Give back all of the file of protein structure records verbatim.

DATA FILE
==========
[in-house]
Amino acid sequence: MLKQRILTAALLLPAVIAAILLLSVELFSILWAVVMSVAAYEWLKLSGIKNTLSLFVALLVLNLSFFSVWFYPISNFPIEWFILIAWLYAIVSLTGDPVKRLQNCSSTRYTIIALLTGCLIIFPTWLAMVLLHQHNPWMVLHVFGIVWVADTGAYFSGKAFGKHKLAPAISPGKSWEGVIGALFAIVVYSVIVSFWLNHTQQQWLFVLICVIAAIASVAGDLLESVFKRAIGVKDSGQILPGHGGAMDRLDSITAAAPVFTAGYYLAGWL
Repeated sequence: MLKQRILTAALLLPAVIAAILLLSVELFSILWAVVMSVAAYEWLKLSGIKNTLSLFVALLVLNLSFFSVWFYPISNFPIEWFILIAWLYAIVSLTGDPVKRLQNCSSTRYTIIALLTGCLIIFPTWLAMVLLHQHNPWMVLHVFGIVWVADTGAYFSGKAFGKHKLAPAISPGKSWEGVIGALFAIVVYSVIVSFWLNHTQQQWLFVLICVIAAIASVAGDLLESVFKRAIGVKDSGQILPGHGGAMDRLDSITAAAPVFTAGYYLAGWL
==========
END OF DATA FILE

[in-house]
Amino acid sequence: MLKQRILTAALLLPAVIAAILLLSVELFSILWAVVMSVAAYEWLKLSGIKNTLSLFVALLVLNLSFFSVWFYPISNFPIEWFILIAWLYAIVSLTGDPVKRLQNCSSTRYTIIALLTGCLIIFPTWLAMVLLHQHNPWMVLHVFGIVWVADTGAYFSGKAFGKHKLAPAISPGKSWEGVIGALFAIVVYSVIVSFWLNHTQQQWLFVLICVIAAIASVAGDLLESVFKRAIGVKDSGQILPGHGGAMDRLDSITAAAPVFTAGYYLAGWL
Repeated sequence: MLKQRILTAALLLPAVIAAILLLSVELFSILWAVVMSVAAYEWLKLSGIKNTLSLFVALLVLNLSFFSVWFYPISNFPIEWFILIAWLYAIVSLTGDPVKRLQNCSSTRYTIIALLTGCLIIFPTWLAMVLLHQHNPWMVLHVFGIVWVADTGAYFSGKAFGKHKLAPAISPGKSWEGVIGALFAIVVYSVIVSFWLNHTQQQWLFVLICVIAAIASVAGDLLESVFKRAIGVKDSGQILPGHGGAMDRLDSITAAAPVFTAGYYLAGWL